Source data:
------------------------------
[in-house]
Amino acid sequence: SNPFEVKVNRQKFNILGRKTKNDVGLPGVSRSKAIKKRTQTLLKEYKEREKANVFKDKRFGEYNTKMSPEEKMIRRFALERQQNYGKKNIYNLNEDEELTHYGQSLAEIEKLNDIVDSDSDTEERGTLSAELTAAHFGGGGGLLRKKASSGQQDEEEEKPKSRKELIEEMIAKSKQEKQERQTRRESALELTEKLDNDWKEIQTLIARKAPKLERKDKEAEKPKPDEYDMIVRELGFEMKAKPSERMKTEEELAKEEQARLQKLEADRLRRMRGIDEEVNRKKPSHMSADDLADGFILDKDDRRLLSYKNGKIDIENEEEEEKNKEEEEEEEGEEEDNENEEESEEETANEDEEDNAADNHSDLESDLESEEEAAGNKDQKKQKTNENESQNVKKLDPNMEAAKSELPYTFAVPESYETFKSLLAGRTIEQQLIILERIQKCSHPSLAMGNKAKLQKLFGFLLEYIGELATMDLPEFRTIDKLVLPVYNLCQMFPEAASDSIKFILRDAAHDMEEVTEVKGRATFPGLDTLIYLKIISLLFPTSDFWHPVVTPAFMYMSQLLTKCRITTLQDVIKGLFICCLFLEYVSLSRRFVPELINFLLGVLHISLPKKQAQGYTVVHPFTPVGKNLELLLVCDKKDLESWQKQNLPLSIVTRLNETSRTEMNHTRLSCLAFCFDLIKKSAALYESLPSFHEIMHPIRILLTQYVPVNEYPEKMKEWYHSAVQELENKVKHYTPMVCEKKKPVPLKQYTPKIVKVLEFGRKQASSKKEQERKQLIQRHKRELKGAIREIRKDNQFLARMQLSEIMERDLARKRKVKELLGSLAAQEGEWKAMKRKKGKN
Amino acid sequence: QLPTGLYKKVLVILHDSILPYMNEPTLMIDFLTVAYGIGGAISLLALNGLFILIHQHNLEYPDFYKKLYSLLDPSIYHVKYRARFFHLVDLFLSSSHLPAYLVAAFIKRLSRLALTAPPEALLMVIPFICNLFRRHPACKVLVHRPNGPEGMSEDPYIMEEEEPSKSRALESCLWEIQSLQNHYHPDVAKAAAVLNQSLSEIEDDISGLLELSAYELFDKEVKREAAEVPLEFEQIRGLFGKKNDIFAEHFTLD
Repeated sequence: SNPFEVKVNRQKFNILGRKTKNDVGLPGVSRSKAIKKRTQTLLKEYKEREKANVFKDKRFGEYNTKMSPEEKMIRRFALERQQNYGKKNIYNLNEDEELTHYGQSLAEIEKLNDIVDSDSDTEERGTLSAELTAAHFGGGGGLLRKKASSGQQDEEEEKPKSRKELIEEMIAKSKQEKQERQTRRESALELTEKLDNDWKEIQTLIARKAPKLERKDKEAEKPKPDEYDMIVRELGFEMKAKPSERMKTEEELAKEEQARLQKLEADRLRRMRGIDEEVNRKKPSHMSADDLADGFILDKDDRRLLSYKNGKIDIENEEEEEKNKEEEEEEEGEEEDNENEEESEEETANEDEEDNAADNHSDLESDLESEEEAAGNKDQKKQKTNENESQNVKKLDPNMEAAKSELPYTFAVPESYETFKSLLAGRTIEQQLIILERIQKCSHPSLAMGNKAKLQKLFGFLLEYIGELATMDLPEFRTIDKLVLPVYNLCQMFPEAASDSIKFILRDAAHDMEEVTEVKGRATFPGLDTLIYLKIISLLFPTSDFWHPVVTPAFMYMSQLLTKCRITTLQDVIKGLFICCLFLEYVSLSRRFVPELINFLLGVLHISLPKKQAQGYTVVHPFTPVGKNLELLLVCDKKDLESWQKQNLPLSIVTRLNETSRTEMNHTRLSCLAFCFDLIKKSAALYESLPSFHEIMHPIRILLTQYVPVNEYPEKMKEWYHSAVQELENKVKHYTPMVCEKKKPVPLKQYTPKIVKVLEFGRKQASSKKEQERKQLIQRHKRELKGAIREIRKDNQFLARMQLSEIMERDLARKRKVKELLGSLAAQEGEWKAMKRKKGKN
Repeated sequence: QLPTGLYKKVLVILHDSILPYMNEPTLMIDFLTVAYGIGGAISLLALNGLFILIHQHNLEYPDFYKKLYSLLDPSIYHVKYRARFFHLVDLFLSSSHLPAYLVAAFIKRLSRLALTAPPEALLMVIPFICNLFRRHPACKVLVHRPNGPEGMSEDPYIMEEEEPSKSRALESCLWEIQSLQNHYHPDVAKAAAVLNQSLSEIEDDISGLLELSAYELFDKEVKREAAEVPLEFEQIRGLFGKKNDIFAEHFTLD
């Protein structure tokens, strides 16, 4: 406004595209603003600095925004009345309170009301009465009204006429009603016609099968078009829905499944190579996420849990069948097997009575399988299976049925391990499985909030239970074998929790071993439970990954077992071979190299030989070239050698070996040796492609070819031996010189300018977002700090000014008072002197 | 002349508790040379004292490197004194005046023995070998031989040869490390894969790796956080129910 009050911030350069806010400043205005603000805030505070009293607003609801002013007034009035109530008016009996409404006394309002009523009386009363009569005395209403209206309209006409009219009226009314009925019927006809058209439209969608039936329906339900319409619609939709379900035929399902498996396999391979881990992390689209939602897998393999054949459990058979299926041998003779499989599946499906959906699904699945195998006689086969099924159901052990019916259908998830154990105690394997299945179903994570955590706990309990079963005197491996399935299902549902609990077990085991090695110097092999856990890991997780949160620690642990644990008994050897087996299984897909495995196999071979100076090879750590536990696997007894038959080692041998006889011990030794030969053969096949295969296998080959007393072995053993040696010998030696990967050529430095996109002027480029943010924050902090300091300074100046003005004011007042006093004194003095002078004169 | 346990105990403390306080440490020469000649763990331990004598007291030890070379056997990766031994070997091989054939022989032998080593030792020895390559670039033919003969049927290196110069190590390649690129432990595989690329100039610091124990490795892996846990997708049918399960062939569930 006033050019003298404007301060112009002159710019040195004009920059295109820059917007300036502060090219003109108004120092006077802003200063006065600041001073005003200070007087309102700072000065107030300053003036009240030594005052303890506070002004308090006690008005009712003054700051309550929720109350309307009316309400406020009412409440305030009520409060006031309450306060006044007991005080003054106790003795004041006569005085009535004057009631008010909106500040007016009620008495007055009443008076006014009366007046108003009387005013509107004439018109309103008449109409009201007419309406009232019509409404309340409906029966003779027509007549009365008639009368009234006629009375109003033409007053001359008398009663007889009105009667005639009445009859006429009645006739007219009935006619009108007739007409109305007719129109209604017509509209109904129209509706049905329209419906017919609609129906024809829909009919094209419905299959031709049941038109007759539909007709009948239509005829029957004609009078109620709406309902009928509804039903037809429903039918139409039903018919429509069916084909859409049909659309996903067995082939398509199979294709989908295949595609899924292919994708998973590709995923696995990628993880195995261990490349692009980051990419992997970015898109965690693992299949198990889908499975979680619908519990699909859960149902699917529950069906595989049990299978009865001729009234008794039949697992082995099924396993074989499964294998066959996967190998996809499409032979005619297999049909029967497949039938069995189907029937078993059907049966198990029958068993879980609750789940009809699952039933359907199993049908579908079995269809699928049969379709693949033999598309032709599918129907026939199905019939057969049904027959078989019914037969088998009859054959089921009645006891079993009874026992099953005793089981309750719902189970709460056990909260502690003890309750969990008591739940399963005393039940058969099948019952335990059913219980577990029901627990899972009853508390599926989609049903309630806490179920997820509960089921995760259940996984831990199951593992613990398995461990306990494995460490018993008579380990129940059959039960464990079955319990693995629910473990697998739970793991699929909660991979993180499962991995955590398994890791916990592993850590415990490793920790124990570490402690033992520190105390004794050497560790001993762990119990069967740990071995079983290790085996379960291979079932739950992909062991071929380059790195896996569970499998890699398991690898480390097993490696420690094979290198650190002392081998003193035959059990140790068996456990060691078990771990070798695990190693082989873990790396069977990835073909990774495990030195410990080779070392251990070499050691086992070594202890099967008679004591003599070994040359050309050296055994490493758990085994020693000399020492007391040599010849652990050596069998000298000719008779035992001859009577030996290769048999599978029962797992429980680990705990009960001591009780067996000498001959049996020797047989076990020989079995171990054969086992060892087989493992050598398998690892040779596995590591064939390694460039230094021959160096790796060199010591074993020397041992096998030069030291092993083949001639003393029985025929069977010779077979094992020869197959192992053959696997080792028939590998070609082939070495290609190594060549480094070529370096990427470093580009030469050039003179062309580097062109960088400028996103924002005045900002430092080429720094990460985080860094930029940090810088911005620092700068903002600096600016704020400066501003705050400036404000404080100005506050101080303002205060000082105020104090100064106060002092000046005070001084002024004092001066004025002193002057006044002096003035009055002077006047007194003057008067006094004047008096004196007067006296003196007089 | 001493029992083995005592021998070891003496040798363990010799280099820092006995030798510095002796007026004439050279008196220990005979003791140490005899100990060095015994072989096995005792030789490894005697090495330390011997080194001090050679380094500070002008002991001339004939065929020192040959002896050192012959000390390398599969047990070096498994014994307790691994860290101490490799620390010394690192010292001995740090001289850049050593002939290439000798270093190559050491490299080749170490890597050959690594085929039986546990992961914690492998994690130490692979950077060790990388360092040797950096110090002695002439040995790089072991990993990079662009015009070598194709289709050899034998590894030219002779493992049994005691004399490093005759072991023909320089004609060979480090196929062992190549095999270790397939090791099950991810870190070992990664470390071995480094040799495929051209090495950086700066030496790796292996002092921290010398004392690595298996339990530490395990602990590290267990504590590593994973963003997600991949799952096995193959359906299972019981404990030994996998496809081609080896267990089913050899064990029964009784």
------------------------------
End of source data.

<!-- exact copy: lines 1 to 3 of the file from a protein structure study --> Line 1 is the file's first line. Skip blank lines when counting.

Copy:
[in-house]
Amino acid sequence: SNPFEVKVNRQKFNILGRKTKNDVGLPGVSRSKAIKKRTQTLLKEYKEREKANVFKDKRFGEYNTKMSPEEKMIRRFALERQQNYGKKNIYNLNEDEELTHYGQSLAEIEKLNDIVDSDSDTEERGTLSAELTAAHFGGGGGLLRKKASSGQQDEEEEKPKSRKELIEEMIAKSKQEKQERQTRRESALELTEKLDNDWKEIQTLIARKAPKLERKDKEAEKPKPDEYDMIVRELGFEMKAKPSERMKTEEELAKEEQARLQKLEADRLRRMRGIDEEVNRKKPSHMSADDLADGFILDKDDRRLLSYKNGKIDIENEEEEEKNKEEEEEEEGEEEDNENEEESEEETANEDEEDNAADNHSDLESDLESEEEAAGNKDQKKQKTNENESQNVKKLDPNMEAAKSELPYTFAVPESYETFKSLLAGRTIEQQLIILERIQKCSHPSLAMGNKAKLQKLFGFLLEYIGELATMDLPEFRTIDKLVLPVYNLCQMFPEAASDSIKFILRDAAHDMEEVTEVKGRATFPGLDTLIYLKIISLLFPTSDFWHPVVTPAFMYMSQLLTKCRITTLQDVIKGLFICCLFLEYVSLSRRFVPELINFLLGVLHISLPKKQAQGYTVVHPFTPVGKNLELLLVCDKKDLESWQKQNLPLSIVTRLNETSRTEMNHTRLSCLAFCFDLIKKSAALYESLPSFHEIMHPIRILLTQYVPVNEYPEKMKEWYHSAVQELENKVKHYTPMVCEKKKPVPLKQYTPKIVKVLEFGRKQASSKKEQERKQLIQRHKRELKGAIREIRKDNQFLARMQLSEIMERDLARKRKVKELLGSLAAQEGEWKAMKRKKGKN
Amino acid sequence: QLPTGLYKKVLVILHDSILPYMNEPTLMIDFLTVAYGIGGAISLLALNGLFILIHQHNLEYPDFYKKLYSLLDPSIYHVKYRARFFHLVDLFLSSSHLPAYLVAAFIKRLSRLALTAPPEALLMVIPFICNLFRRHPACKVLVHRPNGPEGMSEDPYIMEEEEPSKSRALESCLWEIQSLQNHYHPDVAKAAAVLNQSLSEIEDDISGLLELSAYELFDKEVKREAAEVPLEFEQIRGLFGKKNDIFAEHFTLD